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59bisquik last won the day on March 10

59bisquik had the most liked content!

About 59bisquik

  • Rank
    Guru, have been a long time contributor
  • Birthday June 7

Profile Information

  • Gender
  • Location
    Pinon Hills, CA
  • Interests
    Hotrods and Sand Rails
  • My Project Cars
    1955 C1B
    1954 Ford Coupe
    2010 Chenowth Explorer
    2002 Funco Hustler II


  • Location
    Piñon Hills, CA
  • Interests

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  1. I purchased the 718-8235 studs from Jegs. 1/2-20 x 1 1/2" .615 knurl. Then grab a 39/64" drill bit.
  2. How about using an ebony stain on the wood so you can adjust how dark it gets and you could still the wood grain?
  3. I just purchased escutcheons from Peter at Dodge City Truck in Canada.
  4. I have been there when in Alliance, NE. Its pretty cool to see as roadside attractions go.
  5. The cylinder seems like the easy part. Coming from the offroad world, hydraulic cylinders for steering assist are fairly common. I think the hard part will be the control valve. Finding the right size tapered shaft for the pitman and a close enough thread on the end to mate up to the drag link.
  6. Those posted are for a Ford or GM vehicle. They are very similar. I will have to scan the page out of the manual for the factory setup. It is similar but I have never seen one. I am thinking this could work with a bit of fab.
  7. I know that there are many posts asking about how to add power steering to our old trucks. I have been thinking about the electric option since I have one on my sand rail and it works well. But I have done more digging looking for other options. Why has nobody mentioned the factory power steering setup? It looks very similar to the Ford and GM styles with the control valve attached to the pitman arm. My thought was get the control valve from one of those which are fairly common and attach it to the pitman arm and then cut and thread the drag link so it would go into the end of the control valve. Then get the slave cylinder and fit it to the tie rod. Was this system horrible or just very rare and there are no parts made for it?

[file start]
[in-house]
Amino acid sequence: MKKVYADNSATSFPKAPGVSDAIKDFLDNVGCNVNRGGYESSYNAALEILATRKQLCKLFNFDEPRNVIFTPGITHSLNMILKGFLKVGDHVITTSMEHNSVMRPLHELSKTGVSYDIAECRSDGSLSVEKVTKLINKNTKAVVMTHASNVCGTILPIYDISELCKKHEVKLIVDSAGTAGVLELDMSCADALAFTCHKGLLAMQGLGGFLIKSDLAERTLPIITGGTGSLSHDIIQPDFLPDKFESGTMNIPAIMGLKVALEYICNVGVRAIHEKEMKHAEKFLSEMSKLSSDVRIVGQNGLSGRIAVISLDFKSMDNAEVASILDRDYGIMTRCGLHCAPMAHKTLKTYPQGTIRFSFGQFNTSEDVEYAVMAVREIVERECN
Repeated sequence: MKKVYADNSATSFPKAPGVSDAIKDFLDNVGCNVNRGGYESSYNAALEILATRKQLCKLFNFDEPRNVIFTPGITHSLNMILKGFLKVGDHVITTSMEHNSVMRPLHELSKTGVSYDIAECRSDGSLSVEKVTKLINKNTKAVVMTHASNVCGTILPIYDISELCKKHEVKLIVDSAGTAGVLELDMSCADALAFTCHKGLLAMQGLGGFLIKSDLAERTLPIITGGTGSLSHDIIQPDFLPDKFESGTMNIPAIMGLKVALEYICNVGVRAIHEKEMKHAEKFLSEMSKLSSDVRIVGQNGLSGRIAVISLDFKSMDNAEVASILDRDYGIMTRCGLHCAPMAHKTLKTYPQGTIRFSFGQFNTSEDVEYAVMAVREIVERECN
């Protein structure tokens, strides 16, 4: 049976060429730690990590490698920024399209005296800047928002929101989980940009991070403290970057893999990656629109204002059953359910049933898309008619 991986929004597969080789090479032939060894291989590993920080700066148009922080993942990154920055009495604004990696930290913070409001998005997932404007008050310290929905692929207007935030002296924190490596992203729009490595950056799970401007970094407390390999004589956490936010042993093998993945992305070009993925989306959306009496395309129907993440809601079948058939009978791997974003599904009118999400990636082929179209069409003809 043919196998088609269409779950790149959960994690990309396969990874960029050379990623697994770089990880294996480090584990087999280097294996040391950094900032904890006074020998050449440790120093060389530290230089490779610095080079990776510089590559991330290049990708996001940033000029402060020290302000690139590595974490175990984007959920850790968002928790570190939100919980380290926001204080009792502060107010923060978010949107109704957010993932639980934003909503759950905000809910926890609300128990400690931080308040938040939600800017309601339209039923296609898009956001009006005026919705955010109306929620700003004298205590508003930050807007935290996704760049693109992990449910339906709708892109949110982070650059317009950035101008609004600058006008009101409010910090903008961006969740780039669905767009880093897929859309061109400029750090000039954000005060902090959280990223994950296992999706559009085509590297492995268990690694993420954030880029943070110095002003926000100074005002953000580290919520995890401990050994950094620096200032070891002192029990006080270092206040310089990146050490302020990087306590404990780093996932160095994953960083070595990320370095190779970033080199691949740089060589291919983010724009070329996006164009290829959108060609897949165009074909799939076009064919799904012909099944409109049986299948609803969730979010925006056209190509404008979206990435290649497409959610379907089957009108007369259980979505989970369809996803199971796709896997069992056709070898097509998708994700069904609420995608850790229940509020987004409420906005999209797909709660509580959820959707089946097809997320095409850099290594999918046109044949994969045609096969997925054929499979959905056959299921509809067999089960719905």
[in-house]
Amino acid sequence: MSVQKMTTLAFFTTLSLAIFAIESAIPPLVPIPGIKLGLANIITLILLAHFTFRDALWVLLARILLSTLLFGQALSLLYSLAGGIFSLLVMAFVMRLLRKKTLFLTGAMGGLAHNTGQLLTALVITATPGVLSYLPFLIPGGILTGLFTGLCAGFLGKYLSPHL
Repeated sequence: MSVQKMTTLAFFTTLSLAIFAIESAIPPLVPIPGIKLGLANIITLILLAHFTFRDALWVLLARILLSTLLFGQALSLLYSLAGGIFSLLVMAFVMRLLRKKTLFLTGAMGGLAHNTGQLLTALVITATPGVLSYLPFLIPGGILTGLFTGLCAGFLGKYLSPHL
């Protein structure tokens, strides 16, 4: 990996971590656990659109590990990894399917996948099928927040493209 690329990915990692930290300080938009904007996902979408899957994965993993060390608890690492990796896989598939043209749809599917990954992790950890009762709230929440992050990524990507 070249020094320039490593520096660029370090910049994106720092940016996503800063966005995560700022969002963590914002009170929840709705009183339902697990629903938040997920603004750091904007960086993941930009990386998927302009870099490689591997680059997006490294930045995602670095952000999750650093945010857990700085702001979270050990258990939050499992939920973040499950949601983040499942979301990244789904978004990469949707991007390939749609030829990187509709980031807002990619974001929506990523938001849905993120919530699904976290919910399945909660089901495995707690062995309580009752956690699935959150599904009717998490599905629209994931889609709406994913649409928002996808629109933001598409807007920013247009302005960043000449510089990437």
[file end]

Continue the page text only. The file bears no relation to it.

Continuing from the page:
8. So what is it made out of? Is it like the factory cardboard type stuff? How hard was that headliner to install? Looks fantastic by the way! And I see they have one for my truck...
  9. The only thing to check is the throw out bearing. There are two different sizes for the inside dimension. I had the large truck bearing and the smaller car input shaft collar and it tore up the bearing. You can just reach up inside and see how much play there is. There is about a 1/2" of difference between the two, so its easy to see if you have the right one or not. Second, if you do need a new one, now would be the time to replace it. Rock Auto has them for a good price. Here is what I did to adapt my larger to smaller setup... nice oilite bushing.
  10. On a positive note, the 354 is much better for aftermarket support than say the Dodge 315-325. Intake manifolds and aluminum rockers for example.
  11. The tranny is 4 bolts to remove. Then try the bell housing bolts and see if it will come off the dowels and lift up. It MIGHT come off without taking the clutch apart. Then swap the car bell housing onto it and bolt the tranny back up. No need to modify the linkages if you dont have to.
  12. That appears to be a 54+ truck bell housing and linkage. Looks the same as my setup. I would swap the bell housings so you can run your factory setup. I dont know how hard it would be to modify the linkages. Its very possible that the clutch and pressure plate bolt right over. Take it apart and look.
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